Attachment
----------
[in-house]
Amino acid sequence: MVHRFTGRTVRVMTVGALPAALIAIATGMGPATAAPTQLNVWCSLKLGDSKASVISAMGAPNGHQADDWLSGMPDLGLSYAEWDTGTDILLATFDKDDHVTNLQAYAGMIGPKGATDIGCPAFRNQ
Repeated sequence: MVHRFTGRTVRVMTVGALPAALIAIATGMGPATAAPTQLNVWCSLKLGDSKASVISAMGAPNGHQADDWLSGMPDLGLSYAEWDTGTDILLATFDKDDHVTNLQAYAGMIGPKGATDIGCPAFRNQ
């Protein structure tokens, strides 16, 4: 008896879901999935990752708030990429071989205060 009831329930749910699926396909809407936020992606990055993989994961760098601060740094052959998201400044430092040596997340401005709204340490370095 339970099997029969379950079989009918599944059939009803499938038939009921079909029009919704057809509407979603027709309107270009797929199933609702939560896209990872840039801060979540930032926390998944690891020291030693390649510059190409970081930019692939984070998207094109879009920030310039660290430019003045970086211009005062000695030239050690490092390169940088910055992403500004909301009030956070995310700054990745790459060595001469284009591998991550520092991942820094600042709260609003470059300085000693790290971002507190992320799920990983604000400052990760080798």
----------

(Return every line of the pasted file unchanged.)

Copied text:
[in-house]
Amino acid sequence: MVHRFTGRTVRVMTVGALPAALIAIATGMGPATAAPTQLNVWCSLKLGDSKASVISAMGAPNGHQADDWLSGMPDLGLSYAEWDTGTDILLATFDKDDHVTNLQAYAGMIGPKGATDIGCPAFRNQ
Repeated sequence: MVHRFTGRTVRVMTVGALPAALIAIATGMGPATAAPTQLNVWCSLKLGDSKASVISAMGAPNGHQADDWLSGMPDLGLSYAEWDTGTDILLATFDKDDHVTNLQAYAGMIGPKGATDIGCPAFRNQ
């Protein structure tokens, strides 16, 4: 008896879901999935990752708030990429071989205060 009831329930749910699926396909809407936020992606990055993989994961760098601060740094052959998201400044430092040596997340401005709204340490370095 339970099997029969379950079989009918599944059939009803499938038939009921079909029009919704057809509407979603027709309107270009797929199933609702939560896209990872840039801060979540930032926390998944690891020291030693390649510059190409970081930019692939984070998207094109879009920030310039660290430019003045970086211009005062000695030239050690490092390169940088910055992403500004909301009030956070995310700054990745790459060595001469284009591998991550520092991942820094600042709260609003470059300085000693790290971002507190992320799920990983604000400052990760080798």